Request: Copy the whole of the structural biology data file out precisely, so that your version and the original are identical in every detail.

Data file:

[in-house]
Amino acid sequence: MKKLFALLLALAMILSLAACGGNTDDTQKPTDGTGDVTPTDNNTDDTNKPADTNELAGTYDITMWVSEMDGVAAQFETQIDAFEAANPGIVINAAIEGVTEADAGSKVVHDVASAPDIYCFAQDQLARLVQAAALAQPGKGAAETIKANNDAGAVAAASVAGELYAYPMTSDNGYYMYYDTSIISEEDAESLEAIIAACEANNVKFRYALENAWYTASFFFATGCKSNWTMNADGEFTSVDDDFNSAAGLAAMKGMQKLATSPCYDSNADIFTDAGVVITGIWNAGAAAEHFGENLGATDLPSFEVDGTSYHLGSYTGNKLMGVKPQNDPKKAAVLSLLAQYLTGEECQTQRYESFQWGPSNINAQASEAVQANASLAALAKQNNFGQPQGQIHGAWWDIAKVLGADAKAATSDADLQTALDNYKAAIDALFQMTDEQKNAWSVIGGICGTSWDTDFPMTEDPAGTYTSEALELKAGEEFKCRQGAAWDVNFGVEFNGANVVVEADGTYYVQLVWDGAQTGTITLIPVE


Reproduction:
[in-house]
Amino acid sequence: MKKLFALLLALAMILSLAACGGNTDDTQKPTDGTGDVTPTDNNTDDTNKPADTNELAGTYDITMWVSEMDGVAAQFETQIDAFEAANPGIVINAAIEGVTEADAGSKVVHDVASAPDIYCFAQDQLARLVQAAALAQPGKGAAETIKANNDAGAVAAASVAGELYAYPMTSDNGYYMYYDTSIISEEDAESLEAIIAACEANNVKFRYALENAWYTASFFFATGCKSNWTMNADGEFTSVDDDFNSAAGLAAMKGMQKLATSPCYDSNADIFTDAGVVITGIWNAGAAAEHFGENLGATDLPSFEVDGTSYHLGSYTGNKLMGVKPQNDPKKAAVLSLLAQYLTGEECQTQRYESFQWGPSNINAQASEAVQANASLAALAKQNNFGQPQGQIHGAWWDIAKVLGADAKAATSDADLQTALDNYKAAIDALFQMTDEQKNAWSVIGGICGTSWDTDFPMTEDPAGTYTSEALELKAGEEFKCRQGAAWDVNFGVEFNGANVVVEADGTYYVQLVWDGAQTGTITLIPVE